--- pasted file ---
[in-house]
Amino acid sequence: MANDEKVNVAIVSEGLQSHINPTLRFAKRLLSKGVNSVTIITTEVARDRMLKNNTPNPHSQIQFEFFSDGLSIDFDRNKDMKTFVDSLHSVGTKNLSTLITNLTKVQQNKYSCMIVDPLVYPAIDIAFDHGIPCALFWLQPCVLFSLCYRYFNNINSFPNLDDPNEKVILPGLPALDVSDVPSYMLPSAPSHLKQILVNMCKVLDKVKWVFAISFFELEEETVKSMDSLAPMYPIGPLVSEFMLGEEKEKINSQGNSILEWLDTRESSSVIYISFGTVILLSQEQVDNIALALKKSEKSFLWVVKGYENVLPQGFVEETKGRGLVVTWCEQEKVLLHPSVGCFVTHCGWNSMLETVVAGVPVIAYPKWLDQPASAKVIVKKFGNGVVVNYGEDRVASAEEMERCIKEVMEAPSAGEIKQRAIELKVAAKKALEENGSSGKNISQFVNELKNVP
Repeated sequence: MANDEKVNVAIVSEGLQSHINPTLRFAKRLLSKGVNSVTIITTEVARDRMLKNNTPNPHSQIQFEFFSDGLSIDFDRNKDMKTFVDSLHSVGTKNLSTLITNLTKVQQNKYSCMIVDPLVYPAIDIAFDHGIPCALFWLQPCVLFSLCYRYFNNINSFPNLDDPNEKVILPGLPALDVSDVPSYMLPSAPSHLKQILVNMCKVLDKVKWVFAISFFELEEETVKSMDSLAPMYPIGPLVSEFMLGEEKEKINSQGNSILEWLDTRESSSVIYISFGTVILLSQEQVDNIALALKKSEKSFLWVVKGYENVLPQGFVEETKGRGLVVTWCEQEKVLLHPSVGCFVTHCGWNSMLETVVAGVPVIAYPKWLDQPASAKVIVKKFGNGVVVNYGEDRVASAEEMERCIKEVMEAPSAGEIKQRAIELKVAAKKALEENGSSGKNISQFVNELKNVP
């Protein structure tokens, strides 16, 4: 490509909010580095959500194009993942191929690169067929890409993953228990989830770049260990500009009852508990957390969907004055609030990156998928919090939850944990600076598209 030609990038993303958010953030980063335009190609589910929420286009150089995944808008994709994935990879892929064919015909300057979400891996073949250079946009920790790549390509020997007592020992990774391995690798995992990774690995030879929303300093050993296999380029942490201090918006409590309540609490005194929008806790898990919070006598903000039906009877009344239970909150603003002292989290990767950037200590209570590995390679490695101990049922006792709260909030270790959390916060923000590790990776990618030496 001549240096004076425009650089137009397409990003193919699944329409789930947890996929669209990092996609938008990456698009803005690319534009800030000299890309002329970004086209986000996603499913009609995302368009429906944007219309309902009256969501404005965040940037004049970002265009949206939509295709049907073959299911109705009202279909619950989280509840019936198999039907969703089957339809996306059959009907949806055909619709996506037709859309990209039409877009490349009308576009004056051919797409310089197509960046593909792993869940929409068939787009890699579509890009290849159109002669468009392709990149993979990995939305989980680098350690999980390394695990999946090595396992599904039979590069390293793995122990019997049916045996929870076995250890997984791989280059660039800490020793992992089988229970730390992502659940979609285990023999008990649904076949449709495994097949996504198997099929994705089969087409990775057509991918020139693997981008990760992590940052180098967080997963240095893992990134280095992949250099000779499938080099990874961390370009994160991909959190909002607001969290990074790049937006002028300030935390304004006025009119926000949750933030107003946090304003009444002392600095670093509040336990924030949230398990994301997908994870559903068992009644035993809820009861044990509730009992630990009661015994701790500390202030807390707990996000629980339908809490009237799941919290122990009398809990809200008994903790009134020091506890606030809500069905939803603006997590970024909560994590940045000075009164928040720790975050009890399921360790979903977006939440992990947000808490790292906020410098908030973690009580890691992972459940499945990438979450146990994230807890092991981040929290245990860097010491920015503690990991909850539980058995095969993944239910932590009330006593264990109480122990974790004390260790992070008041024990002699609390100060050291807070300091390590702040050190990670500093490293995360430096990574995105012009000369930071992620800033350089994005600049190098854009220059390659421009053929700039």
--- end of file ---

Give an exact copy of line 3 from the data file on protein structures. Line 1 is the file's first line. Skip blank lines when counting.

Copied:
Repeated sequence: MANDEKVNVAIVSEGLQSHINPTLRFAKRLLSKGVNSVTIITTEVARDRMLKNNTPNPHSQIQFEFFSDGLSIDFDRNKDMKTFVDSLHSVGTKNLSTLITNLTKVQQNKYSCMIVDPLVYPAIDIAFDHGIPCALFWLQPCVLFSLCYRYFNNINSFPNLDDPNEKVILPGLPALDVSDVPSYMLPSAPSHLKQILVNMCKVLDKVKWVFAISFFELEEETVKSMDSLAPMYPIGPLVSEFMLGEEKEKINSQGNSILEWLDTRESSSVIYISFGTVILLSQEQVDNIALALKKSEKSFLWVVKGYENVLPQGFVEETKGRGLVVTWCEQEKVLLHPSVGCFVTHCGWNSMLETVVAGVPVIAYPKWLDQPASAKVIVKKFGNGVVVNYGEDRVASAEEMERCIKEVMEAPSAGEIKQRAIELKVAAKKALEENGSSGKNISQFVNELKNVP